Title: Picard's Theorem Proof that 0 = 1 Post by Eric Yeh on Aug 2^{nd}, 2002, 9:34pm Ok, one last new problem and then I'll go to sleep. I was motivated by seeing the 2 = 1 problem in the Medium section; I know a whole family of these sorts of things, but this is my best one. Sorry, it perhaps requires a tiny bit of math. ;) In complex analysis, an entire function is defined as a function which is infinitely differentiable at every point in C (for example: constants, polynomials, e^x, etc.). Picard's Theorem says that every nonconstant entire function f misses at most one point (i.e. f(C) = C or C{x0}). For example, every nonconstant polynomial hits every point, and e^x misses only 0. Now consider the function f(x) = e^(e^x). Since e^x is entire, f is also entire by the chain rule. But it misses 0 since the base e^y misses 0, and it misses 1 since the top e^x misses 0 so that e^(e^x) misses e^0 = 1. But by Picard's Theorem there can be only one missing point, so the two missing points must be the same. Therefore, 0 = 1. Where's the flaw in the argument? Happy Puzzling, Eric 

Title: Re: NEW PROBLEM: Picard's Theorem Proof that 0 = Post by oliver on Aug 3^{rd}, 2002, 3:54am ...and it misses 1 since the top e^x misses 0. 

Title: Re: NEW PROBLEM: Picard's Theorem Proof that 0 = Post by william wu on Aug 3^{rd}, 2002, 4:31am Hiya Eric; thanks for the cool riddles! With regards to this one, I'm confused. While it's true that e^x "misses" 0, we can also say that it "misses" all the negative numbers. And that's a lot more than just one point. Perhaps some clarification on Picard's Theorem is in order? 

Title: Re: NEW PROBLEM: Picard's Theorem Proof that 0 = Post by oliver on Aug 3^{rd}, 2002, 5:17am william, we have to thank you for the cool website. Thank you very much. With regard to this riddle, I'm quite sure that my post (yes, I have a login now) is right. The riddle was to show the error in the reasoning, and I cited the part which has the error. To your question about the negative numbers, we are talking about the complex plane, where we have the identity e^{z} = e^{Re(z)}*e^{i*Im(z)} = e^{Re(z)}*(cos(Im(z))+i*sin(Im(z))) (hope I got that right, it's been a while ....) Therefore, e^{z} indeed hits all complex number besides 0. What is wrong is the assumption that exp: C > C is injectiv, i.e. that the only solution exp(z) = 1 is z=0. It isn't, as one can easily see from the identity above. 

Title: Re: NEW PROBLEM: Picard's Theorem Proof that 0 = Post by Eric Yeh on Aug 3^{rd}, 2002, 6:10am Will, Ollie is right  to be explicit, e^(pi i) = 1. e^(pi i / 2) even = i. You can figure out the rest... Nice job Ollie. Wow, it's so tough to keep answers secret in these forums, huh?? I guess that's the only problem with posting them on these msg boards instead of on the main page. By the time people read the new problem, there's already an answer sitting there!!! And people don't post much unless it's an answer or a clarification, so if the problem is stated well it'll never get to "hot topic" status until there's a soln sitting there... Oh well. At least a couple of mine are still waiting for solns! Best, Eric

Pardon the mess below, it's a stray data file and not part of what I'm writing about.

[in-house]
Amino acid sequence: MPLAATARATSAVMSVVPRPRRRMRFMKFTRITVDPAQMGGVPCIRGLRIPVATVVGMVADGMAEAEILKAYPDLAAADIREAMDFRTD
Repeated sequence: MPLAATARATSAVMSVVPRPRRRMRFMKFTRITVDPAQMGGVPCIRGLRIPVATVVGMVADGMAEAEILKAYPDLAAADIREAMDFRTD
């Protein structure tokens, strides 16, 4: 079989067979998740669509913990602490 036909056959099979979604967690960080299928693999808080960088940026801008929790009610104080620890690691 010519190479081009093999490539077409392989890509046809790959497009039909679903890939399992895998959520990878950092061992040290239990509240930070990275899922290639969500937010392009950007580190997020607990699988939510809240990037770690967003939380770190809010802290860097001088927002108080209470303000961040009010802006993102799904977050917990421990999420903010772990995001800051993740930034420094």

Title: Re: NEW PROBLEM: Picard's Theorem Proof that 0 = Post by Paul Hsieh on Aug 5^{th}, 2002, 6:46pm Yeah, this one isn't hard at all. Unfortunately, the if one has not had at least some complex analysis, then people are going to be turned off from even attempting it. Shouldn't the difficulty of the problem be related its true difficulty rather than its inaccessibility due to context? 

Title: Re: NEW PROBLEM: Picard's Theorem Proof that 0 = Post by Eric Yeh on Aug 5^{th}, 2002, 8:22pm Yes, I suppose that this one isn't really meant to be a "puzzle" in some sense, more an amusement. I just dropped it in as a parallel to the algebraic proof of 0 = 1. I guess I think it's interesting because it's not as easy as some of the other 0 = 1 pfs, which are usu immediately obvious (there's a div by zero, there's a limit you can't take, etc.). In my experience, it can take a minute or two even for very bright people to see. Best, Eric 

Title: Re: NEW PROBLEM: Picard's Theorem Proof that 0 = Post by Eric Yeh on Aug 5^{th}, 2002, 9:54pm Actually Paul, another thought: The soln is quite elementary, so there is no barrier of entry regarding complex analysis proper, just some knowledge of highschool level complex arithmetic (i.e. algebra II). I've asked people who had never taken a complex analysis course in their lives, and had never heard of a holomorphic function (day 1 cmplx anal), but could still answer the question. So while there is certainly some mathematical barrier, that barrier isn't one that requires formal training per se... 

Title: Re: NEW PROBLEM: Picard's Theorem Proof that 0 = Post by Paul Hsieh on Aug 6^{th}, 2002, 4:56pm Yes, I agree you can solve it with elementary complex number mathematics. But in high school, things like *onto* versus *into* functions are not typically taught with any great depth. You are asking the participant to quickly understand the core nature of the e^{x} function in complex numbers. A high schooler might also be very skeptical of Picards theorem  how it is that a function can have complete continuity everywhere on the complex plane except that its missing one single point. Heck, at an intuitive level, *I* have trouble with this, and it might overshadow the otherwise simple nature of this problem. 

Title: Re: NEW PROBLEM: Picard's Theorem Proof that 0 = Post by andi L. on Jul 22^{nd}, 2005, 9:51am To find a flaw in the argument it is enough to show that there is one z element C, such that exp(exp(z))=1. The following z will do the job: z = ln(2 pi) + i pi/2. 

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